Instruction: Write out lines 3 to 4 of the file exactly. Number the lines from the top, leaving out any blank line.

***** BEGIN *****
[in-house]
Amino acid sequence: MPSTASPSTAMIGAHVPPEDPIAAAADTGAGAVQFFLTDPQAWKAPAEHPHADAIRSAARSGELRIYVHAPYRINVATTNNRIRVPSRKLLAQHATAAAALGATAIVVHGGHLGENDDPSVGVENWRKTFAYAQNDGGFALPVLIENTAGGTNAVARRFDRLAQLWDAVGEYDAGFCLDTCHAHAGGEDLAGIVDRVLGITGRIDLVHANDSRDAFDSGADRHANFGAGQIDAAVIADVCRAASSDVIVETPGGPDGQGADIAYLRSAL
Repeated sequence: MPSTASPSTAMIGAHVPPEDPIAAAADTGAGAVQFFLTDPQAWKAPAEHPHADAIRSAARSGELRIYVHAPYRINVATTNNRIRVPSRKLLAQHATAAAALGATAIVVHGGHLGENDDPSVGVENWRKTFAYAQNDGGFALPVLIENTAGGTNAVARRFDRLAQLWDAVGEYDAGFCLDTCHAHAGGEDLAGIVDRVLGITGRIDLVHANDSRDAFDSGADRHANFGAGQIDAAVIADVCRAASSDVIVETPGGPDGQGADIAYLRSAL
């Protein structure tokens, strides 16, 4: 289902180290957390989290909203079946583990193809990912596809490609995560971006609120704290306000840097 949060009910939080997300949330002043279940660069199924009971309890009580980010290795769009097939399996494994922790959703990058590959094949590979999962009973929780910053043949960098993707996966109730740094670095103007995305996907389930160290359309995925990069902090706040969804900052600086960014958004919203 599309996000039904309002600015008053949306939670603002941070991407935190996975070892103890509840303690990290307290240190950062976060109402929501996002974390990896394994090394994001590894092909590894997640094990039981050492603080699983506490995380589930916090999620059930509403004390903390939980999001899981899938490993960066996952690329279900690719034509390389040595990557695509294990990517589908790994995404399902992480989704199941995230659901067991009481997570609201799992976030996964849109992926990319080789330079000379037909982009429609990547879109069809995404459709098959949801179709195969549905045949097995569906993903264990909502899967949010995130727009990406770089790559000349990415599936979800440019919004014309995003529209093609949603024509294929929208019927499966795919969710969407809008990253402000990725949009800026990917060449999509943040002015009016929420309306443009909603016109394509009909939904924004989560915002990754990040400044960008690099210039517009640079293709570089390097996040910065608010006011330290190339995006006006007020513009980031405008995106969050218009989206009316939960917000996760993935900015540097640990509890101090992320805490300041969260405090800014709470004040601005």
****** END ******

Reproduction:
Repeated sequence: MPSTASPSTAMIGAHVPPEDPIAAAADTGAGAVQFFLTDPQAWKAPAEHPHADAIRSAARSGELRIYVHAPYRINVATTNNRIRVPSRKLLAQHATAAAALGATAIVVHGGHLGENDDPSVGVENWRKTFAYAQNDGGFALPVLIENTAGGTNAVARRFDRLAQLWDAVGEYDAGFCLDTCHAHAGGEDLAGIVDRVLGITGRIDLVHANDSRDAFDSGADRHANFGAGQIDAAVIADVCRAASSDVIVETPGGPDGQGADIAYLRSAL
């Protein structure tokens, strides 16, 4: 289902180290957390989290909203079946583990193809990912596809490609995560971006609120704290306000840097 949060009910939080997300949330002043279940660069199924009971309890009580980010290795769009097939399996494994922790959703990058590959094949590979999962009973929780910053043949960098993707996966109730740094670095103007995305996907389930160290359309995925990069902090706040969804900052600086960014958004919203 599309996000039904309002600015008053949306939670603002941070991407935190996975070892103890509840303690990290307290240190950062976060109402929501996002974390990896394994090394994001590894092909590894997640094990039981050492603080699983506490995380589930916090999620059930509403004390903390939980999001899981899938490993960066996952690329279900690719034509390389040595990557695509294990990517589908790994995404399902992480989704199941995230659901067991009481997570609201799992976030996964849109992926990319080789330079000379037909982009429609990547879109069809995404459709098959949801179709195969549905045949097995569906993903264990909502899967949010995130727009990406770089790559000349990415599936979800440019919004014309995003529209093609949603024509294929929208019927499966795919969710969407809008990253402000990725949009800026990917060449999509943040002015009016929420309306443009909603016109394509009909939904924004989560915002990754990040400044960008690099210039517009640079293709570089390097996040910065608010006011330290190339995006006006007020513009980031405008995106969050218009989206009316939960917000996760993935900015540097640990509890101090992320805490300041969260405090800014709470004040601005």